Michigan detectives investigating sex abuse in the ranks of the Boy Scouts of America have notched their first conviction — a former scoutmaster who pleaded guilty to sexually assaulting two young boys over 20 years ago in a Detroit suburb.
Mark Chapman, a convicted child molester who served a nine-year sentence in a New York prison for sexually abusing another young boy, now faces an additional 12 to 20 years in a Michigan penitentiary for preying on the two scouts, Michigan Attorney General Dana Nessel said.
“Regardless how much time has passed, or how difficult the circumstances of a case may be, I am committed to seeing abusers held accountable for their crimes,” she said in a statement after Chapman pleaded guilty Monday to one count of first-degree criminal sexual conduct and one count of second-degree criminal sexual conduct.
Sentencing for Chapman has been set for Dec. 14. His attorney, Samuel Bennett, did not respond to a request for comment.
Chapman, 51, landed on the radar of the Michigan State Police after he was identified as an alleged predator by a person who called Nessel’s tip line last year for Boy Scouts sex abuse victims.
Police zeroed in on Chapman, who had been living in New York since 2007, in June 2021 after sifting through the 5,000 Boy Scouts claims that had been sent from Michigan.
At the time, Chapman was serving a nine-year sentence at the Mohawk Correctional Facility in Rome, New York, for abusing a 9-year-old boy. And Michigan State Police took custody of Chapman in March the minute he was paroled.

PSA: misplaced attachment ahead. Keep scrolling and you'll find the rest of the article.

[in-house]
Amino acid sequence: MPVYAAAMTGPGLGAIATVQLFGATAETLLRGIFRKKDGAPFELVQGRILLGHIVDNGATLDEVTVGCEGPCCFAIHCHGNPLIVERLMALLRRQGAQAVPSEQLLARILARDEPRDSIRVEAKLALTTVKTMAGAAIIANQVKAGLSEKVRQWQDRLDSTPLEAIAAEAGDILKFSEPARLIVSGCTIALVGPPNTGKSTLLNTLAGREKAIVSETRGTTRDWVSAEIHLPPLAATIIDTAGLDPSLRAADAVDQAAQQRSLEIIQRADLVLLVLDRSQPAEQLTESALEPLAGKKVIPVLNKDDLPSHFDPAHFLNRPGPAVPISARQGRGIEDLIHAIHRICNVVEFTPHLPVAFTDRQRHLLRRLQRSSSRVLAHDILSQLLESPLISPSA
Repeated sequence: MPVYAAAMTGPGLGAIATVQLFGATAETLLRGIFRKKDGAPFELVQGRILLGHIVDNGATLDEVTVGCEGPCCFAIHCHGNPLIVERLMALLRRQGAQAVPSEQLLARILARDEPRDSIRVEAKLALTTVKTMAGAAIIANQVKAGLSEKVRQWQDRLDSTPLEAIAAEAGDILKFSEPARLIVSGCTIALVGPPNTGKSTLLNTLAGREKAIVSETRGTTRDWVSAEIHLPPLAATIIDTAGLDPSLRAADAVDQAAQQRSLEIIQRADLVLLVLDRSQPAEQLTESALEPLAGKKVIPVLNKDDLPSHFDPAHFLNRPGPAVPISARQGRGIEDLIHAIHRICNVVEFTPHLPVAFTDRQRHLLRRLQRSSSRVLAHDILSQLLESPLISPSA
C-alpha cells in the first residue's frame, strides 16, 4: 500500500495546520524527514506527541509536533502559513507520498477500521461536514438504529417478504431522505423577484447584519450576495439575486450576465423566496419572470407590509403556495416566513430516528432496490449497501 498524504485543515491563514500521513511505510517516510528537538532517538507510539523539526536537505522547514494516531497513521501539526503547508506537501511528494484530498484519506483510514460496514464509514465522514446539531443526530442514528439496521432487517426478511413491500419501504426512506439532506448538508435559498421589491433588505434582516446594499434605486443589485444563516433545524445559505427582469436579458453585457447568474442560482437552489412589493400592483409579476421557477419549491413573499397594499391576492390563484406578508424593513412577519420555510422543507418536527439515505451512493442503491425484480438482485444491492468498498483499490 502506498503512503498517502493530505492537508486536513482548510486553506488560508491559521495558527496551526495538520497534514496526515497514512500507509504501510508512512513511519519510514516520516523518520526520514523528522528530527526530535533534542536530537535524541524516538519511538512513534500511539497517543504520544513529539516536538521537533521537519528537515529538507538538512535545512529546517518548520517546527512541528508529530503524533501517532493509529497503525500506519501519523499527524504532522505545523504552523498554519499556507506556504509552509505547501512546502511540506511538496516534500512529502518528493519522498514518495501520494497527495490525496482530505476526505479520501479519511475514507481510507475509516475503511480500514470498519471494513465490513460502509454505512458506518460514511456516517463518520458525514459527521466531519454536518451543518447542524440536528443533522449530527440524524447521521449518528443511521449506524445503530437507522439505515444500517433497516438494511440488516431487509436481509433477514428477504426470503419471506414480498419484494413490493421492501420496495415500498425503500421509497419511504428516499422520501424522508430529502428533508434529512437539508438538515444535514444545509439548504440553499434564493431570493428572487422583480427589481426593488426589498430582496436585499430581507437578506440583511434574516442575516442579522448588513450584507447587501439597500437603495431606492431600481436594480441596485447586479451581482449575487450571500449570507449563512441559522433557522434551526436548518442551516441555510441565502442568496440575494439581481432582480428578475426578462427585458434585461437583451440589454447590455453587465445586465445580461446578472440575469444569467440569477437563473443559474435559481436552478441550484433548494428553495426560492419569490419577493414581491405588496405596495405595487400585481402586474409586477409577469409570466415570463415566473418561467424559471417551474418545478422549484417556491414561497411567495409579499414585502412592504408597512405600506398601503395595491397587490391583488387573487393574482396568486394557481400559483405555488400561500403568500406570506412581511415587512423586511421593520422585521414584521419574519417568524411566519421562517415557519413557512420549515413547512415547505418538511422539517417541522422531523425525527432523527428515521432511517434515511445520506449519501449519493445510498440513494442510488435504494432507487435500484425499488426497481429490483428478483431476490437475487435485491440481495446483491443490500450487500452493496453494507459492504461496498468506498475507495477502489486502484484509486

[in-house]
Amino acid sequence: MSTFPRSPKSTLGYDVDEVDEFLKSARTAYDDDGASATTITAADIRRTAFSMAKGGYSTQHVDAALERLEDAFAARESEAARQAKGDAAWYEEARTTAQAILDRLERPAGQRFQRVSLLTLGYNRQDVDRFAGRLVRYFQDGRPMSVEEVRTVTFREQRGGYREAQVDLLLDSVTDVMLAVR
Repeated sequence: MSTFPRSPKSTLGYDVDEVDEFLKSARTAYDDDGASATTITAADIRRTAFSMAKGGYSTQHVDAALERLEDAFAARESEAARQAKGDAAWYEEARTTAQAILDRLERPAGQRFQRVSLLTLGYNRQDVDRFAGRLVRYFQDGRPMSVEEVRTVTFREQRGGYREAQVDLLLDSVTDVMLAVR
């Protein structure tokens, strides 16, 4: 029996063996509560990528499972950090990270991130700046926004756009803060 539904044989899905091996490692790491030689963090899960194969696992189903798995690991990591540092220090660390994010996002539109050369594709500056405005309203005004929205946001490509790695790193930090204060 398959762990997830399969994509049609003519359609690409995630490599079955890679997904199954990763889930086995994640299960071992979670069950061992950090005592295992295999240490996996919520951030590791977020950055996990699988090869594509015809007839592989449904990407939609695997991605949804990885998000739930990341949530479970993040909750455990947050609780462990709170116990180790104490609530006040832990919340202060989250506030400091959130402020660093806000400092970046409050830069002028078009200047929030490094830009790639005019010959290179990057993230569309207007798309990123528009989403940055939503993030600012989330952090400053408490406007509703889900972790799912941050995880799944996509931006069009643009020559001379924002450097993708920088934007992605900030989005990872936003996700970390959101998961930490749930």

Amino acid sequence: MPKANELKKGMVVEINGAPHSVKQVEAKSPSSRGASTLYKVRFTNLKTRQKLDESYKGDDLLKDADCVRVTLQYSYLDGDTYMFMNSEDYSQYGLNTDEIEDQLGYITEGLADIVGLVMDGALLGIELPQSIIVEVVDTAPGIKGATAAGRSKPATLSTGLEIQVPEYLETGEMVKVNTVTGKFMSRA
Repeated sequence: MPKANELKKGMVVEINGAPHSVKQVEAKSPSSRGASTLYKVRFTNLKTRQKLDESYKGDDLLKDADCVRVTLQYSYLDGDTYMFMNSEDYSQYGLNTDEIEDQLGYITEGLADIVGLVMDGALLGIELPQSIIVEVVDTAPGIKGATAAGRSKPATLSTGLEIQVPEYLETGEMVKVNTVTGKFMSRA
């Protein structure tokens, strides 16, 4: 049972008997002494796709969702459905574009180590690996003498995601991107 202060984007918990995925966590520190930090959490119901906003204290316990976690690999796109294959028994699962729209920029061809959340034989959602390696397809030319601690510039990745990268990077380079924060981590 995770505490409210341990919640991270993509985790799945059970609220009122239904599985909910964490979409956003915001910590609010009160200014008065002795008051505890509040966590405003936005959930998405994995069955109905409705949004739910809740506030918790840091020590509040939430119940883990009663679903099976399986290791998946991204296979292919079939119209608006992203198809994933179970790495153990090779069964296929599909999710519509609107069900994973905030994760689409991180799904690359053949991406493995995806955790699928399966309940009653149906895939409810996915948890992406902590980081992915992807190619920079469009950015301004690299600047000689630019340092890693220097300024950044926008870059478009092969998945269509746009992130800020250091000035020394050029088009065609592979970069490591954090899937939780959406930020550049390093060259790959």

Nessel charged Chapman with eight new counts of second-degree criminal sexual conduct and two counts of first-degree criminal sexual conduct.
Two decades ago, Chapman worked as a janitor at a Church of Jesus Christ of Latter-day Saints church in Roseville, Michigan, where the scout troop he led sometimes met.
Chapman began abusing one victim in 2000 when the boy was 13 or 14 years old, Nessel said. The abuse, which continued until the victim was 17, happened at the victim’s house, Chapman’s house and at the church.
The other victim was an 11-year-old family member who suffered abuse for years, which “often revolved around times that were designated as special opportunities for Chapman to spend time with the boy,” Nessel’s office said in a statement released when Chapman was re-arrested in March.
In response to a request for comment on Chapman’s conviction, the BSA released a statement that read, in part: "The BSA fully engaged with the Michigan attorney general’s office on this matter and is committed to supporting ongoing investigative efforts."
At the time of Chapman’s re-arrest, the Boy Scouts confirmed in a pair of statements that the suspect scoutmaster was “a registered unit leader in various capacities from 1999 to 2007.”
Chapman was not part of the Boy Scouts when he was convicted in New York in 2013, but his name was added to “to the BSA’s Volunteer Screening Database thus prohibiting any future involvement in the Boy Scouts of America,” the BSA said.
Faced with an avalanche of abuse allegations, the Boy Scouts settled a lawsuit in 2021 for $850 million in civil court with more than 84,000 victims who said they were molested and abused while they were scouts.
It was the largest settlement of its kind in United States history and badly damaged the reputation of the 110-year-old organization that had been plagued with claims of abuse from volunteers and leaders since the 1960s.
The Boy Scouts filed for bankruptcy in 2020 as it faced mounting legal costs to defend itself against claims of sexual abuse of boys.